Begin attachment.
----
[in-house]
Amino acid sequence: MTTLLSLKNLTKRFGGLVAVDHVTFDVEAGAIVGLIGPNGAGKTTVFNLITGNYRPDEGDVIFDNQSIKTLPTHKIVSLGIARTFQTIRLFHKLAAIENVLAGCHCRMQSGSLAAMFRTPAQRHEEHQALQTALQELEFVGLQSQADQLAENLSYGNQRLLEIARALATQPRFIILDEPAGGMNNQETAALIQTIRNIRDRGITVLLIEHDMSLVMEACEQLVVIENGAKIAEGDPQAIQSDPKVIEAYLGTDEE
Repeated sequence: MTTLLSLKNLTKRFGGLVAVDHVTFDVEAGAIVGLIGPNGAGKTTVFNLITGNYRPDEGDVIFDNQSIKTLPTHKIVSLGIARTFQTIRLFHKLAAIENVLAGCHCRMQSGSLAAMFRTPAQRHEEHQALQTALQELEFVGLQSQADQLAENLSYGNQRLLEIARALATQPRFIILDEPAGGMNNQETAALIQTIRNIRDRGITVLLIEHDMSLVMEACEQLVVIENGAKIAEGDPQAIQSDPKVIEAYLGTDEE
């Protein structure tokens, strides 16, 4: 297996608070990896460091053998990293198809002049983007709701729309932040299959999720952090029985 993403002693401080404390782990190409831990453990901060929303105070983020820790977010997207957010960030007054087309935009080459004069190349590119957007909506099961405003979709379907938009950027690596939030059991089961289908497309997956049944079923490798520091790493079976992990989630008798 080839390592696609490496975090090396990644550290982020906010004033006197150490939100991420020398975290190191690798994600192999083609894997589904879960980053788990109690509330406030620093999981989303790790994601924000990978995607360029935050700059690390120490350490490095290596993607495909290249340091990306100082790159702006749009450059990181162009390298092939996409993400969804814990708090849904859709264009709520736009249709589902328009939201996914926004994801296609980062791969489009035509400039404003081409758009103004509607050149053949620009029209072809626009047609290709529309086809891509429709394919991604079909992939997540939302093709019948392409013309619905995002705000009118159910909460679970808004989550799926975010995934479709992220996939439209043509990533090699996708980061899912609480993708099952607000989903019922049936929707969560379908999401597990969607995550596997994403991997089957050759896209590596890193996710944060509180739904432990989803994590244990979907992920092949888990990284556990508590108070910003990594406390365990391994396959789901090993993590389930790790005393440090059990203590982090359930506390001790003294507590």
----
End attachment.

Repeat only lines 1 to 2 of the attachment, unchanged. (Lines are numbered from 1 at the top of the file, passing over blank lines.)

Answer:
[in-house]
Amino acid sequence: MTTLLSLKNLTKRFGGLVAVDHVTFDVEAGAIVGLIGPNGAGKTTVFNLITGNYRPDEGDVIFDNQSIKTLPTHKIVSLGIARTFQTIRLFHKLAAIENVLAGCHCRMQSGSLAAMFRTPAQRHEEHQALQTALQELEFVGLQSQADQLAENLSYGNQRLLEIARALATQPRFIILDEPAGGMNNQETAALIQTIRNIRDRGITVLLIEHDMSLVMEACEQLVVIENGAKIAEGDPQAIQSDPKVIEAYLGTDEE